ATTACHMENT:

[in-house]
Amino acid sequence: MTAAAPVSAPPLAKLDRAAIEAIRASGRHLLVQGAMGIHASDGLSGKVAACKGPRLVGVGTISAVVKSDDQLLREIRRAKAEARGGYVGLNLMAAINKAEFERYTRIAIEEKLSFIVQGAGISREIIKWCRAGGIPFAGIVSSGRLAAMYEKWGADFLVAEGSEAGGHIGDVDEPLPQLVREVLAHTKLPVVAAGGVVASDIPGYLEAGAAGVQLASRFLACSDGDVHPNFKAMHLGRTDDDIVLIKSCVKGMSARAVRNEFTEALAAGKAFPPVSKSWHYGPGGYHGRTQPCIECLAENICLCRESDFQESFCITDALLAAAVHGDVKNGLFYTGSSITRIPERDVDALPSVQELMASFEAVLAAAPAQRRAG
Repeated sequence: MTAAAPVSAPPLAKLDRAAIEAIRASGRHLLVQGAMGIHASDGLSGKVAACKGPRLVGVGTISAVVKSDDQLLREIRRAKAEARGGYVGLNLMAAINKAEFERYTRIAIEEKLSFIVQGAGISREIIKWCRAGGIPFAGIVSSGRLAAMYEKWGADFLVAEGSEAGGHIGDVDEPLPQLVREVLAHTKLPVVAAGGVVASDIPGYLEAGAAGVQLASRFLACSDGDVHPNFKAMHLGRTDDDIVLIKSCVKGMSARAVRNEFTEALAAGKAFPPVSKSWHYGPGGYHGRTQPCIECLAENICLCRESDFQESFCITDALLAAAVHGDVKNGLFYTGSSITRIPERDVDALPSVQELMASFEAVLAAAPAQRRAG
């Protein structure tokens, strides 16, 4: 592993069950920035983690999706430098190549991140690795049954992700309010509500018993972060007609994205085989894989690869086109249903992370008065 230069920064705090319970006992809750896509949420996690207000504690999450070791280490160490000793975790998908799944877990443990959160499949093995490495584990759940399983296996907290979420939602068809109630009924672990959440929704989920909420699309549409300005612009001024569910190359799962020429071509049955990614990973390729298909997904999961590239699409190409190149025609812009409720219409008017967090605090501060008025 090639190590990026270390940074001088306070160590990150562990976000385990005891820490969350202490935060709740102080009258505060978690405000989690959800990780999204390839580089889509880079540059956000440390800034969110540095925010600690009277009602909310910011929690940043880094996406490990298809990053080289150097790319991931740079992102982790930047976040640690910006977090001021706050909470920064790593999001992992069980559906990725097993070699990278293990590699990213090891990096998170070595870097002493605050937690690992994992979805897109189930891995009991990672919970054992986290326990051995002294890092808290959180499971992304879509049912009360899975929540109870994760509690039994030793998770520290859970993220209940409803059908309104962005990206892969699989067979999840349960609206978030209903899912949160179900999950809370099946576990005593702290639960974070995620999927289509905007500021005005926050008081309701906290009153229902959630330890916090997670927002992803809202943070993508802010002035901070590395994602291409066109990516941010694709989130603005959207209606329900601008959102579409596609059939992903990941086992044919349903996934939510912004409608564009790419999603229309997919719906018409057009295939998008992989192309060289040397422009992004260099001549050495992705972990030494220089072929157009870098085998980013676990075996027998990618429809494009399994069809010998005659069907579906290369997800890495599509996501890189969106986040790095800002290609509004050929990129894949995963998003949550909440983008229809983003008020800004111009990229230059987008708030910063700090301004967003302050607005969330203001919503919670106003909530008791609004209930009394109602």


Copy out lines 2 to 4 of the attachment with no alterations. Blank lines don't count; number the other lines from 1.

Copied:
Amino acid sequence: MTAAAPVSAPPLAKLDRAAIEAIRASGRHLLVQGAMGIHASDGLSGKVAACKGPRLVGVGTISAVVKSDDQLLREIRRAKAEARGGYVGLNLMAAINKAEFERYTRIAIEEKLSFIVQGAGISREIIKWCRAGGIPFAGIVSSGRLAAMYEKWGADFLVAEGSEAGGHIGDVDEPLPQLVREVLAHTKLPVVAAGGVVASDIPGYLEAGAAGVQLASRFLACSDGDVHPNFKAMHLGRTDDDIVLIKSCVKGMSARAVRNEFTEALAAGKAFPPVSKSWHYGPGGYHGRTQPCIECLAENICLCRESDFQESFCITDALLAAAVHGDVKNGLFYTGSSITRIPERDVDALPSVQELMASFEAVLAAAPAQRRAG
Repeated sequence: MTAAAPVSAPPLAKLDRAAIEAIRASGRHLLVQGAMGIHASDGLSGKVAACKGPRLVGVGTISAVVKSDDQLLREIRRAKAEARGGYVGLNLMAAINKAEFERYTRIAIEEKLSFIVQGAGISREIIKWCRAGGIPFAGIVSSGRLAAMYEKWGADFLVAEGSEAGGHIGDVDEPLPQLVREVLAHTKLPVVAAGGVVASDIPGYLEAGAAGVQLASRFLACSDGDVHPNFKAMHLGRTDDDIVLIKSCVKGMSARAVRNEFTEALAAGKAFPPVSKSWHYGPGGYHGRTQPCIECLAENICLCRESDFQESFCITDALLAAAVHGDVKNGLFYTGSSITRIPERDVDALPSVQELMASFEAVLAAAPAQRRAG
């Protein structure tokens, strides 16, 4: 592993069950920035983690999706430098190549991140690795049954992700309010509500018993972060007609994205085989894989690869086109249903992370008065 230069920064705090319970006992809750896509949420996690207000504690999450070791280490160490000793975790998908799944877990443990959160499949093995490495584990759940399983296996907290979420939602068809109630009924672990959440929704989920909420699309549409300005612009001024569910190359799962020429071509049955990614990973390729298909997904999961590239699409190409190149025609812009409720219409008017967090605090501060008025 090639190590990026270390940074001088306070160590990150562990976000385990005891820490969350202490935060709740102080009258505060978690405000989690959800990780999204390839580089889509880079540059956000440390800034969110540095925010600690009277009602909310910011929690940043880094996406490990298809990053080289150097790319991931740079992102982790930047976040640690910006977090001021706050909470920064790593999001992992069980559906990725097993070699990278293990590699990213090891990096998170070595870097002493605050937690690992994992979805897109189930891995009991990672919970054992986290326990051995002294890092808290959180499971992304879509049912009360899975929540109870994760509690039994030793998770520290859970993220209940409803059908309104962005990206892969699989067979999840349960609206978030209903899912949160179900999950809370099946576990005593702290639960974070995620999927289509905007500021005005926050008081309701906290009153229902959630330890916090997670927002992803809202943070993508802010002035901070590395994602291409066109990516941010694709989130603005959207209606329900601008959102579409596609059939992903990941086992044919349903996934939510912004409608564009790419999603229309997919719906018409057009295939998008992989192309060289040397422009992004260099001549050495992705972990030494220089072929157009870098085998980013676990075996027998990618429809494009399994069809010998005659069907579906290369997800890495599509996501890189969106986040790095800002290609509004050929990129894949995963998003949550909440983008229809983003008020800004111009990229230059987008708030910063700090301004967003302050607005969330203001919503919670106003909530008791609004209930009394109602």